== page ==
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About the Map
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The Arizona Healthy Community Map is a joint effort of Arizona State University’s (ASU) School of Geographical Sciences and Urban Planning and Vitalyst Health Foundation to develop a statewide, publicly accessible interactive map and database of social and environmental conditions related to neighborhood health in Arizona. The purpose of the map is to promote awareness and provide information about health opportunities and disparities among diverse communities within the state.
The map conveys how communities across the state are based on a set of 39 evidence-based indicators. The map also displays overall health scores, which show how communities fare across the indicators. The indicators are grouped based on 12 dimensions that reflect the Elements of a Healthy Community model, which Vitalyst developed as part of its Live Well Arizona initiative (see livewellaz.org).
The indicators were selected based on a rigorous, three-step process that involved a review of existing 1) scholarly literature and 2) healthy community maps and the 3) solicitation of feedback from an advisory board. The advisory board, which also gave input on the interactive map and technical report, represented leading Arizona health-related organizations, regional council of governments, local officials, and faculty at health-related research centers at state universities.
The interactive map allows users to understand the social and environmental determinants of health in the communities where they live and work and how these determinants compare to those found in other communities in the state. The map also allows users to download data of interest. The interactive map has wide-ranging applications to diverse audiences, including residents, health care providers, community groups and institutions, and local and state officials. For instance, health care providers may use the map to understand conditions potentially affecting health in the neighborhoods where their patients live and work, which may enable them to offer higher quality and more targeted care. Community groups and institutions may use the map to understand conditions in the places that they serve and advocate for policy and planning changes when necessary.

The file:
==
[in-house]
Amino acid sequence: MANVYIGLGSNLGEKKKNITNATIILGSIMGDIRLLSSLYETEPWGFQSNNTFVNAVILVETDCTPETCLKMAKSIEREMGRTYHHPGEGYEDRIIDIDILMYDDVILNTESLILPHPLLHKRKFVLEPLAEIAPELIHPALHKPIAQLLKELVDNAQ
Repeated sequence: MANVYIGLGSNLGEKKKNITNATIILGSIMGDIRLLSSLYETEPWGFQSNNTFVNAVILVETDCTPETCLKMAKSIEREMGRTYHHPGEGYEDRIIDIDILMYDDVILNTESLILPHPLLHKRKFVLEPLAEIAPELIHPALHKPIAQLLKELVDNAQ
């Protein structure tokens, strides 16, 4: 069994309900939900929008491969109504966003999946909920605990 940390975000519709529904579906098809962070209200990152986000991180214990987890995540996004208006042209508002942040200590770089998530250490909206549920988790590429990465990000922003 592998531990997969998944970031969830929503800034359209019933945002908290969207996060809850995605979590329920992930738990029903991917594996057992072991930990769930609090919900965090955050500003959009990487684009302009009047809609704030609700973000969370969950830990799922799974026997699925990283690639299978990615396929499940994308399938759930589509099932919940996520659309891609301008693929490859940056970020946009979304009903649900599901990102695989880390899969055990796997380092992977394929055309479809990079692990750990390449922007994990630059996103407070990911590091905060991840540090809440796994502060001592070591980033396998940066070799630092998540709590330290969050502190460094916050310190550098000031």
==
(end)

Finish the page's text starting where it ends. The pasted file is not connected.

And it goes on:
Users should keep in mind that the interactive map is the product of an imperfect process. The map is based on the best publicly accessible data that was available when the map was developed. However, one limitation is that the map only reports data for one point in time, which makes it difficult for users to understand the trajectories of communities of interest. Users should keep this and other limitations in mind when engaging with the map. Future updates of the map should attempt to overcome these limitations.
More information about the map, including its process of development, uses, and indicators, is available in the technical report.
ASU Project Staff:
Deirdre Pfeiffer, Project Lead (Deirdre.Pfeiffer@asu.edu)
Daoqin Tong, Project Co-Lead (Daoqin.Tong@asu.edu)
Wangshu Mu, Research Associate (email@example.com)
Elizabeth Van Horn, Research Assistant (firstname.lastname@example.org)
Vitalyst Project Staff:
Jon Ford (email@example.com)
Rosanne Albright, Anubhav Bagley, Julie Baldwin, Terry Benelli, Sonia Charry, Justin Chase, Joselyn Cousins, Daniel Derkson, CJ Hager, Dave Laney, William Riley, George Runger, and Serena Unrein